The First Hampden

The First Hampden 1873-83


In 1872, Queen’s Park had to rent a cricket ground, to host the world’s first international. However, being smart cookies, they immediately set about coming up with a plan. They wanted to reduce their reliance on other sports, the next time that a big match was scheduled. It is hard to imagine that the most influential team in the world played at the south end of Queens Park Rec. At the end of the game they collected up all their stuff and dropped it off with the guy who lived in the Gatehouse of the Deaf and Dumb Institute.

Never forget: this is the dawn of regular, competitive football in the urban age. Lots of lads and lasses playing football regularly, with spare cash in their pocket and a desire to prove that they were the best. Lots of lads and lasses in big cities, where they could get a hundred teams together in the blink of an eye. It was all a bit different from getting a team together in your local village and walking 10 miles to play the people in the next parish. You could have a hundred people living up your close.

For the Spiders, booting a ball up and down a park with the boys from the Vale was not enough. They had just played the world’s first international, AND founded the world’s first football association that could be described as truly national. With the foundation of the Scottish Cup in 1873, the need for a home of their own became even more pressing.

However, there is the basic question: how would anyone know what a football ground should look like? The answer is - nobody did. It is like railway stations and trains in the 1830s. They were new, so how in the name of Harry Houdini could you design something unique? The first stations looked like inns and the first carriages looked like horse-drawn coaches sat on top of metal train wheels. The same, with Hampden. At the start, the pitch was surrounded by a wooden fence and that was about it. You could still watch the game for nothing, from the slopes of Prospecthill. I doubt that the fence posed much of a problem to the young team.

Glasgow City Council had been a bit naughty. In the 1857, they bought Pathhead Farm and started building the eastern half of Queen’s Park. That’s the flattish bit that you enter, from the big gates at the bottom of Victoria Road. Walk in that way and turn left and you are in the original park. The bit over to the right was still private land. Glasgow’s purchase left the land for the Rec and a wee scrap of a field which was only used for making hay. Why were they naughty? Because Pathhead Farm was miles from the southern boundary of Glasgow. Everyone knew that Glasgow was wanting to take over all the boroughs around it, which is why everyone was a bit touchy.

After a few attempts, going back and forth with the Council, QPFC managed to secure an area of land across from the Recreation Ground, under the shadow of Hampden Terrace. The First Hampden Park was opened on 25 October 1873. Queen’s Park entertained Dumbreck in the first round of the inaugural Scottish Cup competition. By ‘entertained’ I really mean ‘battered them 7-0’. This match was also the first occasion that Queen’s Park adopted the famous black and white ‘spider’ stripes. The blue shirts were handed over to Scotland.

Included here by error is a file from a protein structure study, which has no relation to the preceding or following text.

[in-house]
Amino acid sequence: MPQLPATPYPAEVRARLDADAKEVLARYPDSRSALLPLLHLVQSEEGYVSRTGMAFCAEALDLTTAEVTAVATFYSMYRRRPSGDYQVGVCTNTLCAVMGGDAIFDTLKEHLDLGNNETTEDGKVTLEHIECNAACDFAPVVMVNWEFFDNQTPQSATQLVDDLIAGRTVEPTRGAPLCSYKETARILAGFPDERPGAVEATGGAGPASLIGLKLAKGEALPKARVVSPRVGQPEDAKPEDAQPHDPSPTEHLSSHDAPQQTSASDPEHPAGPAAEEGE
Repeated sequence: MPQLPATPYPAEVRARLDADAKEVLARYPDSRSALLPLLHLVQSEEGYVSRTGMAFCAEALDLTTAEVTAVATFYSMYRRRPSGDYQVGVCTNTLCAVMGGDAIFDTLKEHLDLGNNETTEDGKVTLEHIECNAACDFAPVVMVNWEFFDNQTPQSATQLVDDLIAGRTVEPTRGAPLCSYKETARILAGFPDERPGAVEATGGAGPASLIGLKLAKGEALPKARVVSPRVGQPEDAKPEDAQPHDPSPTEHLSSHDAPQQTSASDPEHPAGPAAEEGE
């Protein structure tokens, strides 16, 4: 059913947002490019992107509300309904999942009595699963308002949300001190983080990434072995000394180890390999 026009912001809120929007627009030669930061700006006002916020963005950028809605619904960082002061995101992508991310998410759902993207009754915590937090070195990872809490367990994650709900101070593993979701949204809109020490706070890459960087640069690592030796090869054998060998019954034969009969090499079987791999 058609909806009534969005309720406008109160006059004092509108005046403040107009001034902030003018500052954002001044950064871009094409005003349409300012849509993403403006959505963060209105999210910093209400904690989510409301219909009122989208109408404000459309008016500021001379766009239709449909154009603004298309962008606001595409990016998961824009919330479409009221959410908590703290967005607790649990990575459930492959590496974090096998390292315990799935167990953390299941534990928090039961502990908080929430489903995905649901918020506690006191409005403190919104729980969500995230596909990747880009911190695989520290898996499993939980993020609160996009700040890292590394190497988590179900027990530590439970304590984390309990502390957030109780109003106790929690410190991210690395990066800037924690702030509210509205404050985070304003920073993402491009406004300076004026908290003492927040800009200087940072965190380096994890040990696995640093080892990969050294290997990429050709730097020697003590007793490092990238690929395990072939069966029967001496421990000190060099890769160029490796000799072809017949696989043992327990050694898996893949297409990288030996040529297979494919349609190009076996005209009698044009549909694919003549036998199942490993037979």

From where did they get the name? The builder, George Eadie, had built a terrace of houses on Prospecthill Rd. He named the terrace after John Hampden: a soldier in the woefully misnamed English Civil War. Misnamed because it dragged Scotland into it, as well. Read your history, people.

What did the world’s first purposely built football ground look like? In the beginning they had almost nothing. The tollhouse for the road to Stranraer was at the corner of Cathcart Road and Prospecthill Road, so they left their gear there, until they built a tiny wee shed for £21 at Hampden. A burn or culverted watercourse stood directly behind the wee clubhouse. That will have been where they got their water, for washing and drinking, in the early days. It started over where the New Victoria Hospital is now, ran across what became the Rec, ran up the side of the Old Cathcart Road and then took a sharp right. It ran across the back of what is now Asda Toryglen and joined up with Malls Myre Burn.


The Tollman got £1 for his help. This state of affairs was pretty rubbish, but they kept on improving the ground. In 1875 they got hooked up to the mains, so they could have water and toilets. In 1876 they built a Stand on the South Side for £238. They had more than 600 season book holders.

One of the most famous images in world football, is some of the Queen’s Park members outside their second-hand pavilion. They had bought it for £65 from the Caledonian Cricket Club at Burnbank. It is possible it had already seen use as a football pavilion. The Rangers FC had played at Burnbank in 1875-6.

First Hampden Pavilion

As their history states, ‘with the ground came greater prosperity’. Hampden hosted many important games between 1873 and 1883, most notably the first Scottish Cup Final of 1874 and Scotland’s International with England in 1878. At the end of 1879, Queen’s Park had a balance of £211 in the bank. This was a phenomenal sum when you think that only six years previously, then had been able to send only eight men down for the 1873 England international. That balance is even more impressive, when you take into account that, not only had they coughed up £65 for the Pavilion: it had cost £240 in total, when you took into account taking it apart, moving it and putting it back together again.

So, Scotland invented the modern football stadium, had the largest numbers of spectators at games, invented the way we now play, and created the idea of training and tactics. Apart from that, it was all England.

The
Hampden Dig of 2021 should give us more answers, as we confirm this stadium as the one that founded world football stadiums.